However, there is the occasional definition of “energy” that ends up being measurable, but those ones are never anything mystical or magical.
So they say…
The YES website says “Yarrow Environmental Solution (formerly known as Yarrow Special Formula) is now the most popular remedy in Japan.” I think the company markets intently to Japan, with great help from “Mitose Komura, a flower essence therapy practitioner, [who] has been a distributor of FES [Flower Essence Society] products in Japan since 1997.” However, they don’t give any indication as to how they made that conclusion, so I’m not sure if it’s true. I especially doubt it considering they don’t define the word “remedy.” I’m sure they don’t mean just “any medicine” though… or else Japanese people wouldn’t have the longest life expectancy in the world. But my colleague heard of it in Japan, before she went to America, so they must have been (marketing-wise) doing something right.
Testimonials are the biggest ones. On every alternative health website, there are always – ALWAYS – a place for testimonials (usually in a very prominent place). The unfortunate thing is that, while this is a red flag, only conspiracy theorists would suggest that by merely having testimonials, it makes someone more credible. The problem therefore lies in the fact that alternative medicine practitioners use testimonials instead of evidence – because that’s all they have. Unfortunately, the placebo effect can account for the positive effects of such pseudoscience, which means clients/patients are getting ripped off when they pay money, just like the homeopathy remedies I previously described. In fact, YES also includes homeopathy in their selection.
By the way, my coworker said that the liquid tasted absolutely revolting – basically disgusting alcohol mixed in with whatever this apparent “flower essence” is. In other words, alcohol. Apparently it may have been brandy. They explained it this way on their FAQ:
“Flower essences contain only minute traces of actual physical substance; they are primarily vibrational in nature, as are homeopathic remedies. This means that they are non-toxic and one cannot overdose on them, unless one were to drink a huge quantity of them and be effected by the alcohol which is used as a preservative.”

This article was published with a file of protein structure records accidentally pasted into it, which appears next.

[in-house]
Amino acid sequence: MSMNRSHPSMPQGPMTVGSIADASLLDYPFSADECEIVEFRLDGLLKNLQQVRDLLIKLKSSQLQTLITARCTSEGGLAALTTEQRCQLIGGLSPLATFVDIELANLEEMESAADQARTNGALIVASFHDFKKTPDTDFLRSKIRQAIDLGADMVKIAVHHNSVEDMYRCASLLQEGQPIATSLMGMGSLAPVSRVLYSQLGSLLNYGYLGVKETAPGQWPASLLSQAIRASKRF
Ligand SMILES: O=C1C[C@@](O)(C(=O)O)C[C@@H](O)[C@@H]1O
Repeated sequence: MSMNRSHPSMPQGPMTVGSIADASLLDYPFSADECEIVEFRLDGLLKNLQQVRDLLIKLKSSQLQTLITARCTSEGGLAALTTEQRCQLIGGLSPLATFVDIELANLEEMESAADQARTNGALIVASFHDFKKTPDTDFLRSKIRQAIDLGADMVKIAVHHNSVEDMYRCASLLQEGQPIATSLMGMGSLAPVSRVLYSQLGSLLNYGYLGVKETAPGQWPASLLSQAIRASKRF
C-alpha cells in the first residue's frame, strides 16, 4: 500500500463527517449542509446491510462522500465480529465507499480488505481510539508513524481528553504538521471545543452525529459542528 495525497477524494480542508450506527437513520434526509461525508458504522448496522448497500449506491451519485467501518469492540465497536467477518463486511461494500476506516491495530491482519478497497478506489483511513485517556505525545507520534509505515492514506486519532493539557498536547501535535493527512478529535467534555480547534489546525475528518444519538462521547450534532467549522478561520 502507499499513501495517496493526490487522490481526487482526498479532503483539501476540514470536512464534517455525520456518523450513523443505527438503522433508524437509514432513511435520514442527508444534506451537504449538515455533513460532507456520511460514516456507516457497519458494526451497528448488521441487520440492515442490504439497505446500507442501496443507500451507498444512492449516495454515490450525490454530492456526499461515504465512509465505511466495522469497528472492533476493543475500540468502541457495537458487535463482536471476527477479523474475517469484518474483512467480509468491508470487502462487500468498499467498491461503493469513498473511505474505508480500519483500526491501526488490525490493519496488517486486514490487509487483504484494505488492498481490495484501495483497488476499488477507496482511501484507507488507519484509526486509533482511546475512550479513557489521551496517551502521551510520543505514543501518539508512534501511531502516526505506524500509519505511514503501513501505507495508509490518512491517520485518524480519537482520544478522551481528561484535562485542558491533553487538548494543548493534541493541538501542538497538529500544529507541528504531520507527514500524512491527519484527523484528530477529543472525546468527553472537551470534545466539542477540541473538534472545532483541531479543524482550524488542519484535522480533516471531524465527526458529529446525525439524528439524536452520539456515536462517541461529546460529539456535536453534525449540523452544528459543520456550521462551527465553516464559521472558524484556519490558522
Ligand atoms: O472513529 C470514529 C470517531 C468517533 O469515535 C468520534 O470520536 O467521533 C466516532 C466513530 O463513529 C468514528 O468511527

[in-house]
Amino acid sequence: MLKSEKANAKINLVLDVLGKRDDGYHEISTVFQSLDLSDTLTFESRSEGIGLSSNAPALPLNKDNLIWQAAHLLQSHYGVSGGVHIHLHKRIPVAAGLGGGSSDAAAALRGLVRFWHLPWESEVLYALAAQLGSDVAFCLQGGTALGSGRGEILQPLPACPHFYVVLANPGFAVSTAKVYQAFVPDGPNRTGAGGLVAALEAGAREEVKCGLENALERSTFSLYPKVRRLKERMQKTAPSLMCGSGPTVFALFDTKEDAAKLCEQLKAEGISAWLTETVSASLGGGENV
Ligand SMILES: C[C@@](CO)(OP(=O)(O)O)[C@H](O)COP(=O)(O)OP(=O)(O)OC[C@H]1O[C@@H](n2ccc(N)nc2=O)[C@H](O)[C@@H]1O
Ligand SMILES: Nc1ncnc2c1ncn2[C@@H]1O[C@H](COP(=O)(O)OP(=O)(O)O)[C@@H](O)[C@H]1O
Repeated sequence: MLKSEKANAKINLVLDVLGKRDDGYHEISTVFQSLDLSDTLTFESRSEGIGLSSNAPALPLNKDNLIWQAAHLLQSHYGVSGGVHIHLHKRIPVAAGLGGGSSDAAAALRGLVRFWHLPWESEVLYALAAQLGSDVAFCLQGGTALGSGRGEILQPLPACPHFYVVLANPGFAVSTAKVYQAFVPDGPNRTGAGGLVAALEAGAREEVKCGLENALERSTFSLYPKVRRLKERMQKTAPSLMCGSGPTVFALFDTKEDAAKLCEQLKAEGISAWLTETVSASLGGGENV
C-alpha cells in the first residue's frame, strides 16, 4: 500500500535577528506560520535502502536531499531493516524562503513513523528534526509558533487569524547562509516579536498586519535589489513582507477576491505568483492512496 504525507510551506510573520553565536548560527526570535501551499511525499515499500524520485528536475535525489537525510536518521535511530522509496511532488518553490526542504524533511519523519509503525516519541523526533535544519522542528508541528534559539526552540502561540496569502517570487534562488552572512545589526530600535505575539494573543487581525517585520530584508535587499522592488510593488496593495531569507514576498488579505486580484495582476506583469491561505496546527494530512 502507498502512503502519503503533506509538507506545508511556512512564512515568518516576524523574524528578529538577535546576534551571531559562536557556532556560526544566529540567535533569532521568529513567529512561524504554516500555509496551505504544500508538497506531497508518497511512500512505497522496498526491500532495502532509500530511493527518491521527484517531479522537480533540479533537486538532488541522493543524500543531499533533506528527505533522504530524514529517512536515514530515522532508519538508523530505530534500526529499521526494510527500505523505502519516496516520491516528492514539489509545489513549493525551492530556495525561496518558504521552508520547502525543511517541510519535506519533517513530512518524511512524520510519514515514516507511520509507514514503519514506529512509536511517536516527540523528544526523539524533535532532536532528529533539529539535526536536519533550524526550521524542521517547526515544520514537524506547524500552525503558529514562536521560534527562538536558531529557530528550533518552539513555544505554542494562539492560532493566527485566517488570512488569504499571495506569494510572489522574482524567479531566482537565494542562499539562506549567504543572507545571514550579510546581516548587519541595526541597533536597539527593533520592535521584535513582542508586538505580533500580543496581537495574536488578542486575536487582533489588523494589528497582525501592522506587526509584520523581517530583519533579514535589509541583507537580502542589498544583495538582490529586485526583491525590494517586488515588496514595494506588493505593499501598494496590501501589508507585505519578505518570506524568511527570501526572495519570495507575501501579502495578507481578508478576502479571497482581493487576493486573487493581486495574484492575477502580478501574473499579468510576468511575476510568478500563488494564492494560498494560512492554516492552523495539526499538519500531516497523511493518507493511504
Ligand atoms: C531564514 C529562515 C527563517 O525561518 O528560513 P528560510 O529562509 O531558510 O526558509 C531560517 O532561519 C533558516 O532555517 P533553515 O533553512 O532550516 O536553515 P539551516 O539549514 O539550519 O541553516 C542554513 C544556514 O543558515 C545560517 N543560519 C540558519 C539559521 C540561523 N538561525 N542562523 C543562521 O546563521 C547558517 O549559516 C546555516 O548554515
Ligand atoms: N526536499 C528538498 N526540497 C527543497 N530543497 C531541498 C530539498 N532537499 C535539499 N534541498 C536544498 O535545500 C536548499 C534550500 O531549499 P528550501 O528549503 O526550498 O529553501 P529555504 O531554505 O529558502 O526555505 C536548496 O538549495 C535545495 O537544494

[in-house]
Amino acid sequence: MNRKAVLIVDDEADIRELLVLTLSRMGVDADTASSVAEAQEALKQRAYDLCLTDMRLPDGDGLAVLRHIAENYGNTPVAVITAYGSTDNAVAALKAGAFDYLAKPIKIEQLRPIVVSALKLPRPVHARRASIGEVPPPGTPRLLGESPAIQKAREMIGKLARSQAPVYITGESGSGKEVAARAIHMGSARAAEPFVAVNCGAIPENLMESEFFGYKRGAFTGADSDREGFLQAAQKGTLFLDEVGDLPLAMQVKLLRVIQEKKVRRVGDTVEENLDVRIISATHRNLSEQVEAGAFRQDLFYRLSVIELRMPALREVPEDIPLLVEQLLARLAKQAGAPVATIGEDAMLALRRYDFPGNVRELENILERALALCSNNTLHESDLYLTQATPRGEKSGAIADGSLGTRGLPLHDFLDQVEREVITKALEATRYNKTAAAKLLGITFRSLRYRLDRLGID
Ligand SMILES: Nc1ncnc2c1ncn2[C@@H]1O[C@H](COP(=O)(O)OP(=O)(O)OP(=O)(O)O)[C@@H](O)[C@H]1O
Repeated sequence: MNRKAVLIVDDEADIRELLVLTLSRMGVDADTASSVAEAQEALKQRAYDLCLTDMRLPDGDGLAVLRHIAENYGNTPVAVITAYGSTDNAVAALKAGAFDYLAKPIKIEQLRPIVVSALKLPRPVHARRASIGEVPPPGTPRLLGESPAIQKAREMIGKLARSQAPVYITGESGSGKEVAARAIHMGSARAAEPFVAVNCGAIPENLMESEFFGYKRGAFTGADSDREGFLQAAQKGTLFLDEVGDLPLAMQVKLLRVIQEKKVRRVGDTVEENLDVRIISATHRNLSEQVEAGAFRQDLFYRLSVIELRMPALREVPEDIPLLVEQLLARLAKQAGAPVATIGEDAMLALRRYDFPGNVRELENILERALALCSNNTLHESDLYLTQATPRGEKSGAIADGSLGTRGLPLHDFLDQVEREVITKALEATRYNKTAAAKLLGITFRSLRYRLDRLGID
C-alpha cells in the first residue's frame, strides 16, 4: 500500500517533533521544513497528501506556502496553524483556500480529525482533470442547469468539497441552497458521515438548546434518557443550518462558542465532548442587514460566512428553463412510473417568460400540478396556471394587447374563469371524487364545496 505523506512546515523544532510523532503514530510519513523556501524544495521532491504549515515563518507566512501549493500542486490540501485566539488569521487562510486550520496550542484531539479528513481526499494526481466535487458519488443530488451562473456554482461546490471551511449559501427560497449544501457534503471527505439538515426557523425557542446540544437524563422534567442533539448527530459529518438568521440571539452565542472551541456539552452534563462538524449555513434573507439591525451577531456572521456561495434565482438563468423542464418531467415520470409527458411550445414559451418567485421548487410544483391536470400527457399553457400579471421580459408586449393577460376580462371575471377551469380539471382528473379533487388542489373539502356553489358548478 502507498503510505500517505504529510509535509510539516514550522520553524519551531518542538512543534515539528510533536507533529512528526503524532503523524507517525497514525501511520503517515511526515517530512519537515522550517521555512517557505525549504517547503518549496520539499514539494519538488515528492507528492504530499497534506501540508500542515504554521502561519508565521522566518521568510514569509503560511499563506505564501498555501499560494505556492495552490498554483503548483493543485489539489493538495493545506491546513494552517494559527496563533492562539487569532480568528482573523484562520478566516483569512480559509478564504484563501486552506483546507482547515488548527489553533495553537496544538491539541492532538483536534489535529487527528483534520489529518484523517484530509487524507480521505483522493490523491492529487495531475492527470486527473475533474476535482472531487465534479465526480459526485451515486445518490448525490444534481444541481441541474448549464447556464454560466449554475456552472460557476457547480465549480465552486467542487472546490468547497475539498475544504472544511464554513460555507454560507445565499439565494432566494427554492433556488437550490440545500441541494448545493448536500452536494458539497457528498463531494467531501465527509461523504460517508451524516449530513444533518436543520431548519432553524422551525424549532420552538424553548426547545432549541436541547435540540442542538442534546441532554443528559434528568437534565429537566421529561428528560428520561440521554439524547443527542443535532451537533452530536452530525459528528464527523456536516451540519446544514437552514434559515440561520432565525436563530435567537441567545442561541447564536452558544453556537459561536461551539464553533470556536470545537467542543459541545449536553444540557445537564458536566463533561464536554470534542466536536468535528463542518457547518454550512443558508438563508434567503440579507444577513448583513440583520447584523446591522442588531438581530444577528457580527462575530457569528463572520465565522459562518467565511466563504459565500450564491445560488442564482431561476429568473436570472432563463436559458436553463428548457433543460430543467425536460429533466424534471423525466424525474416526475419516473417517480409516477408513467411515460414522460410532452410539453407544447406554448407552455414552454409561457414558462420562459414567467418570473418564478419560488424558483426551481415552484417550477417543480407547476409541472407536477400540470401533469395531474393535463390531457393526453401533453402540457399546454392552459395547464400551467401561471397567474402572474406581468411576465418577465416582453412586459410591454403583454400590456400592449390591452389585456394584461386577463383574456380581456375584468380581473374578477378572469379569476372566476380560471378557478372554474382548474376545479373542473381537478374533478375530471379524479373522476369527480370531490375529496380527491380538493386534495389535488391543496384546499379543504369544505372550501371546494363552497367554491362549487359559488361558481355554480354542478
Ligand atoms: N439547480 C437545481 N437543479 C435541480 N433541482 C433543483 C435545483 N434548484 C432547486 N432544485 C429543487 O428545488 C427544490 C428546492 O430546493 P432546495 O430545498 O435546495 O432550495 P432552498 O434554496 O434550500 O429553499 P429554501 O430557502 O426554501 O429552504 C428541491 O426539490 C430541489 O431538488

In effect, the entire FAQ is a lesson in critical thinking. For example, one question asks “How will I know if [the products] are working?” The answer basically says “You might just know!” but then offers some more specific advice: “You may wish to keep a journal, discuss your issues regularly with a friend or counselor, or take note of your dreams and other inner events. Often it is the comments of others close to us which first alerts us to changes taking place.” This is certainly sometimes true, and it’s advice that I too would give if someone asked (except about the dreams and whatever “other inner events” is supposed to mean). But after you go through therapy or talk with your friends or family… what are you really measuring? The product? Or the therapeutic benefits of social support? Of course, they also have an explanation for the fact that we may not be able to detect whether or not it’s working.
“Modern physics has known for nearly a century that matter and consciousness are intertwined. However, medical science still generally works with a nineteenth century model of the human being as a mechanism in a world of machines.”
This poetic and flowery talk betrays them, because it ends up conveying their ignorance. To deny the progress of medical science is to forget the fact that people live long enough to see their grandchildren now – not an easy feat in the 19th century. If you still think YES may be scientific, listen to the answer to the question “How do you know that flower essences have the effects that are claimed for them?”